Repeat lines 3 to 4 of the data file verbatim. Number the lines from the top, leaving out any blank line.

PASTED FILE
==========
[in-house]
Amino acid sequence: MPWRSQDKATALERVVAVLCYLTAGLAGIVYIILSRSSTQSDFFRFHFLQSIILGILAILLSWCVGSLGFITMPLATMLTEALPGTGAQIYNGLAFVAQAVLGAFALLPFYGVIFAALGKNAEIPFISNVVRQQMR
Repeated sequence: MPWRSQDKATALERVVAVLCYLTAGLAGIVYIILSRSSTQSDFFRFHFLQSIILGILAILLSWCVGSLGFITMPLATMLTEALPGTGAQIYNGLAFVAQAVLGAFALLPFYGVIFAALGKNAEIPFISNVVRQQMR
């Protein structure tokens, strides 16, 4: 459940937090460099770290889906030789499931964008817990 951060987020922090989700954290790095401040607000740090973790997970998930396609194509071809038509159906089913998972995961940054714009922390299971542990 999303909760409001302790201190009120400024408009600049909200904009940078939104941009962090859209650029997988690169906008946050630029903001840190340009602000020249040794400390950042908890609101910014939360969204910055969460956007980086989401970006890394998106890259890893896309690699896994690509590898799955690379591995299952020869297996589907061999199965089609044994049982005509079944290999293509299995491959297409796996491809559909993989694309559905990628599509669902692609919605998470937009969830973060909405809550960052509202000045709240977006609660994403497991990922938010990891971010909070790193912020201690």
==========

Repeated sequence: MPWRSQDKATALERVVAVLCYLTAGLAGIVYIILSRSSTQSDFFRFHFLQSIILGILAILLSWCVGSLGFITMPLATMLTEALPGTGAQIYNGLAFVAQAVLGAFALLPFYGVIFAALGKNAEIPFISNVVRQQMR
């Protein structure tokens, strides 16, 4: 459940937090460099770290889906030789499931964008817990 951060987020922090989700954290790095401040607000740090973790997970998930396609194509071809038509159906089913998972995961940054714009922390299971542990 999303909760409001302790201190009120400024408009600049909200904009940078939104941009962090859209650029997988690169906008946050630029903001840190340009602000020249040794400390950042908890609101910014939360969204910055969460956007980086989401970006890394998106890259890893896309690699896994690509590898799955690379591995299952020869297996589907061999199965089609044994049982005509079944290999293509299995491959297409796996491809559909993989694309559905990628599509669902692609919605998470937009969830973060909405809550960052509202000045709240977006609660994403497991990922938010990891971010909070790193912020201690």